The Perineum

The Perineum

Upgrade to Shiken Premium Call To Action Banner

The Perineum

The perineum is a main area of the pelvis located between the thighs which acts as the inferior outlet of the pelvis. It is formed by its anatomical borders: the pubic symphysis, the coccyx, and the bones and ligaments of the pelvis. The skin of the perineum is supplied by the pudendal nerve, with nerve roots S2-S4, and the internal pudendal artery, which originates from the internal iliac artery.

The anatomy of the perineum covers various aspects, including the pelvis, ligaments, arteries, and nerves. It is important to understand the anatomy and functions of the perineal area in order to provide a more holistic approach when dealing with pelvic health.

The primary structures of the perineum include:

  • Pelvis: The pelvis is made up of four bones, namely the sacrum, the coccyx, the ilium, and the ischium. It forms the base of the spine and supports the body.
  • Ligaments: These are tough, fibrous bands of tissue that connect bones together. They provide stability to the pelvis and perineal area, and include the sacrotuberous ligament, the sacrospinous ligament, the puboperineal ligament, and the pubococcygeal ligament.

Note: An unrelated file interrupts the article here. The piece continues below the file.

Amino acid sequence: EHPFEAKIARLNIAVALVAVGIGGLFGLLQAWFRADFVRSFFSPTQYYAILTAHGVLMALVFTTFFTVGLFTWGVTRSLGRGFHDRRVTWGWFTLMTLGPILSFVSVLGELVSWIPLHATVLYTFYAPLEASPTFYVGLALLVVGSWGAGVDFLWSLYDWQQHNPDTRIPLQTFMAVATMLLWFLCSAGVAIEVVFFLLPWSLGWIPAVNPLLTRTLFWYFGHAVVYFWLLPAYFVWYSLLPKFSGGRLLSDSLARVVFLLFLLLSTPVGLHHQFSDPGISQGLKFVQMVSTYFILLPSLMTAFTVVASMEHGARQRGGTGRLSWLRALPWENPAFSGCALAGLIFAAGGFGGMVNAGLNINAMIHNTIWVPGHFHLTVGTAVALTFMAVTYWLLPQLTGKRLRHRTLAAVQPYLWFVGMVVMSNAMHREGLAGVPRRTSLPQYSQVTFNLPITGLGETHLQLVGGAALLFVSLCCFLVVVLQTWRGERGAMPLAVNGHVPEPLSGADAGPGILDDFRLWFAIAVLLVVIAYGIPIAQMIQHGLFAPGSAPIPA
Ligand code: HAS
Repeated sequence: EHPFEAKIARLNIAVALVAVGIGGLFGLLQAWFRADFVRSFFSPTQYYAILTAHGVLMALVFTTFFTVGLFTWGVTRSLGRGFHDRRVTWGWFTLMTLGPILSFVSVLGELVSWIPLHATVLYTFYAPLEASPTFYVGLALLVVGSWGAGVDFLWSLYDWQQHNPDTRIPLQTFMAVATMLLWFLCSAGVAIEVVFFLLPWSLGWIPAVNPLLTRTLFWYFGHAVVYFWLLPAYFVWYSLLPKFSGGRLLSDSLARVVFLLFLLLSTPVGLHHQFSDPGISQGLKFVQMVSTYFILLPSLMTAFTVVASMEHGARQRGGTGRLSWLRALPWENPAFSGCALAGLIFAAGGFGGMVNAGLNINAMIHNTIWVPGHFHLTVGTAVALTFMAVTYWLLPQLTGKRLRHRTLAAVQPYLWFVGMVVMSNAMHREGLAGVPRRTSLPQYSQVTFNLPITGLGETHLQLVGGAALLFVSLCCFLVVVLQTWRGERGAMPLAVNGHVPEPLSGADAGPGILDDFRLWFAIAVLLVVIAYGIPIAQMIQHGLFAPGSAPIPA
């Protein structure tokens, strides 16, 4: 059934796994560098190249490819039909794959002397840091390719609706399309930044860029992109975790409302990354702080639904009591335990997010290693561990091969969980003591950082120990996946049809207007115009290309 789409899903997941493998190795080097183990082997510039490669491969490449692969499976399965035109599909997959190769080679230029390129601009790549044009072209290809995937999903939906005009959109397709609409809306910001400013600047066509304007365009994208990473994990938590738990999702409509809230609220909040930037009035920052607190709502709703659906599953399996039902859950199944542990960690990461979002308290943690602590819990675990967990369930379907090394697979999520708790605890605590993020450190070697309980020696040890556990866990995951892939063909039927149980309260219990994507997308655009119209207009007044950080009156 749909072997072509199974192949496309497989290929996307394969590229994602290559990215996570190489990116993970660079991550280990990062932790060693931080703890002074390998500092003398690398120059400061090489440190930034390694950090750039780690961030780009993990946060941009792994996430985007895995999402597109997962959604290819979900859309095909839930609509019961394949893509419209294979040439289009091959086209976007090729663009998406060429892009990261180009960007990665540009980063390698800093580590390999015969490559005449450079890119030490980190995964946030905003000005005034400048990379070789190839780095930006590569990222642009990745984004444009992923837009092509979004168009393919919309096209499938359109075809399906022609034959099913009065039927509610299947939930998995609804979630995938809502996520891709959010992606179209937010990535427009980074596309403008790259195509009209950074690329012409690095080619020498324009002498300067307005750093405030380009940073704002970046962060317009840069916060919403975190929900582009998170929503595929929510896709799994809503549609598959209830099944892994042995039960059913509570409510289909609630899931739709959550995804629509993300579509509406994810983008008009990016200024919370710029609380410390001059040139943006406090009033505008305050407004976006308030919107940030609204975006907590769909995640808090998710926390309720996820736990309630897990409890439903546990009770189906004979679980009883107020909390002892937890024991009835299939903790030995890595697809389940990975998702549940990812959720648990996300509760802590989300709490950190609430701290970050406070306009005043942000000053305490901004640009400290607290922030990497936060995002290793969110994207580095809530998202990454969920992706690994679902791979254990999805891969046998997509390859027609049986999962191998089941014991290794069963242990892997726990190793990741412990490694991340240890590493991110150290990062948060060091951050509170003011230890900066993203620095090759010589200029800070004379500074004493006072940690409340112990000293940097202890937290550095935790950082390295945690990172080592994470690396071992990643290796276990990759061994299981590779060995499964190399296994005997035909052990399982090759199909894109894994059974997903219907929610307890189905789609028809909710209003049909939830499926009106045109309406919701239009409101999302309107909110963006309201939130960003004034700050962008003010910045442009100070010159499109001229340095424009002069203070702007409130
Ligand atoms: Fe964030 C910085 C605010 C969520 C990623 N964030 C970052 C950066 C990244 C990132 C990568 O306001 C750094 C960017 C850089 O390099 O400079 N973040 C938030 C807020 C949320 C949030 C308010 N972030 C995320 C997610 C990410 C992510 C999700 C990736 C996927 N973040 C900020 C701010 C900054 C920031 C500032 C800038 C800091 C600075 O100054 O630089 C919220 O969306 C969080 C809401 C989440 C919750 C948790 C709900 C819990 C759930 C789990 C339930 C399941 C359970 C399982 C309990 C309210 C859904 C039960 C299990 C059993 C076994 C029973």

• Arteries: The primary artery of the perineal area is the internal iliac artery, which supplies the pudendal artery. This artery is responsible for supplying the skin of the perineum with fresh oxygenated blood.
  • Nerves: The main nerve of the perineum is the pudendal nerve. It is a branch of the sacral plexus and provides sensation to the perineum and external genitals.

The Sciatic Foramina

The sciatic foramina are two openings located on either side of the pelvis. They are formed by the anterior sacral and the masocaudal parts of the ischial spine. These openings allow the sciatic nerve to pass through the pelvis and innervate the muscles of the lower limb.

The sciatic foramina are also the points of connection between the lumbar and sacral plexuses, allowing for communication between the two spinal nerve plexuses. Through these openings, the pudendal nerve also passes into the perineum, providing sensory innervation to the area.

The sciatic foramina also have several other functions. These include providing passage for lymph flow, housing the pudendal vessels, and connecting the rectal and pudendal vessels to the pelvic cavity.

Understanding the anatomy and functions of the perineal area can lead to a better understanding of pelvic health, as well as a more holistic approach in caring for this important region of the body.

Explore More Subject Explanations

Try Shiken Premium
for Free

14-day free trial. Cancel anytime.
Get Started
Join 10,000+ learners worldwide.
The first 14 days are on us
96% of learners report x2 faster learning
Free hands-on onboarding & support
Cancel Anytime